Prepare to be blown away by the magnificence of these antiquities! They are undisputedly one of the world’s most breathtaking monuments.
The relocation of the temples was a historic event in the 1960’s. At that time, the temples were threatened by submersion in Lake Nasser when the High Dam was constructed. The Egyptian government with the support of UNESCO launched a world wide appeal to save these colossal landmarks.
They were successfully dismantled and relocated to a spot 60 meters above the cliff where they had been initially built. The more famous of the two temples is dedicated to Ramses II and the smaller one to his favourite wife Nefertari. They were both built by Ramses II in the 13th century BC.
The gigantic façade of Ramses II temple represents four colossal seated figures of Ramses. The façade is 119 feet wide, 100 feet high, and the statues are each 67 feet high. The façade door leads to the interior of the temple is a 185 feet long man-made rock cave that leads to a series of halls and rooms.
The best way to travel there is by air from Aswan airport if you are not doing a Lake Nassar cruise. It is about a 40 minute flight to Abu Simbel airport which is near the lake side grounds. Once there you take a shuttle for the 5 minute trip to the grounds. A local Guide is allocated (only local Guides are permitted in Abu Simbel) and you explore the area and learn about the magnificent statues.
Abydos & Dendara
Both Abydos and Dendara are located north of Luxor and can be visited together in a days excursion together or separately, if desired. The better accommodations are located in Luxor so we do this from there and arrange an extra day to visit these towns, which are much less visited than most other sights in the region.
Perhaps the most notable sight today at Abydos is the memorial temple of Seti 1. Abydos is considered to be one of the most important archaeological sites in Egypt the ancient city of Abydos was the site of many temples and became a large center and a royal necropolis where early Pharoahs were entombed.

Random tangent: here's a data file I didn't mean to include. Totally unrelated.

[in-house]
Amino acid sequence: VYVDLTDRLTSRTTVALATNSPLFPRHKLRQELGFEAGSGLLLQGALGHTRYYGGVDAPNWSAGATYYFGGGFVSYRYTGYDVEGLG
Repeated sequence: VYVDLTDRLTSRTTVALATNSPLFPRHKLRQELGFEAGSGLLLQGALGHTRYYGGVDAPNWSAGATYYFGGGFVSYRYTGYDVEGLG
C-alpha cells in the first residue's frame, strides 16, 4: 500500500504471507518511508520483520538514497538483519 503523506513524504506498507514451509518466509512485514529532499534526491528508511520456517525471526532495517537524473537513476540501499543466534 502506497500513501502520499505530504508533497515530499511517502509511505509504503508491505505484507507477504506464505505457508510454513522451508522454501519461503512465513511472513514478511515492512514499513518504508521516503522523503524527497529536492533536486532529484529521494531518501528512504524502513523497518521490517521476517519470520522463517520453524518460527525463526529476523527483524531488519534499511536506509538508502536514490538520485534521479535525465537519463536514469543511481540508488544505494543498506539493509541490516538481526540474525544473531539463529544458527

Dendara is primarily known for its Greco Roman temple complex, it is especially notable as it is perhaps the best preserved temple in the whole of Egypt. The complex covers some 40,000 square metres too
Another Egyptian city with a long history is Alexandria. Set on a Mediterranean bay, definitely closer to Europe, the influences of the Greeks and Romans is ever more apparent.
It is a 2 1/2 to 3 hour drive from Cairo and so if you decide to do it in a day trip from Cairo, then an early start is vital as to see the main sights will fill a busy day. Some can spend that time in the new Biblioteca alone, which is a library and cultural center today on the site of the ancient library. If you wish to spend a night or two in Alexandria there are several good hotels that we offer and this will enable a more leisurely opportunity to see the many things in greater detail. In addition there are several interesting Museums to visit too.
The city is set on a large bay and the buildings fronting the water must have been quite a sight when they they were in their full glory. Now unfortunately, many are quite tough on the eyes. Neverthless, a meal overlooking the bay at one of the nice restaurants, with The Citadel at one end is still quite an occasion to remember!
El Alamein Cemetery
Also on the north coast and 1 to 2 hrs west of Alexandria is the El Alamein Cemetery and the nearby Museum. This location saw a pivotal battle in World War 2 and there is an opportunity to learn about this costly encounter. If you do this then an overnight is needed.
For an authentic Egyptian desert experience the Bahariya Oasis offers a combination of extraordinary scenery, agriculture dating back thousands of years, fascinating temples and the allure of the recent Golden Mummies discoveries. Bahariya is the lowest point in Egypt and the nickname “Black Desert” comes from the black colored hills and outcroppings all throughout the area.